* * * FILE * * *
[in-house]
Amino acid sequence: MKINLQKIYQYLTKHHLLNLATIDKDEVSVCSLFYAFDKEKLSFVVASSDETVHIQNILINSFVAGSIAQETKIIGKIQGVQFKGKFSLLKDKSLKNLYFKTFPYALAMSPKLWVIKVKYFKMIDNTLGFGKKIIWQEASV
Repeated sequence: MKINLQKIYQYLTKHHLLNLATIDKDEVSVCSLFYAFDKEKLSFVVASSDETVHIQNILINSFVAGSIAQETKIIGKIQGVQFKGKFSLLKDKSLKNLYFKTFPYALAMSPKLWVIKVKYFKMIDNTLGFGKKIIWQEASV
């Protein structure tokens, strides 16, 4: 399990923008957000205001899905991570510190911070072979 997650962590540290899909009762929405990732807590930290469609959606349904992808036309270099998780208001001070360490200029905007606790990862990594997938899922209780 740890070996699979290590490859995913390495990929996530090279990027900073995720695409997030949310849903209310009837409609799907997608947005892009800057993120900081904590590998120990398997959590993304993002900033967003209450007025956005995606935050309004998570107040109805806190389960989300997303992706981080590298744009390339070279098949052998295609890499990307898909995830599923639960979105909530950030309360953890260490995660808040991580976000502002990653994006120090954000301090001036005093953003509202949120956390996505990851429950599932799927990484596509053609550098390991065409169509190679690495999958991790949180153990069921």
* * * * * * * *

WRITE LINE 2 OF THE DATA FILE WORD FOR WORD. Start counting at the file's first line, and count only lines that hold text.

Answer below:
Amino acid sequence: MKINLQKIYQYLTKHHLLNLATIDKDEVSVCSLFYAFDKEKLSFVVASSDETVHIQNILINSFVAGSIAQETKIIGKIQGVQFKGKFSLLKDKSLKNLYFKTFPYALAMSPKLWVIKVKYFKMIDNTLGFGKKIIWQEASV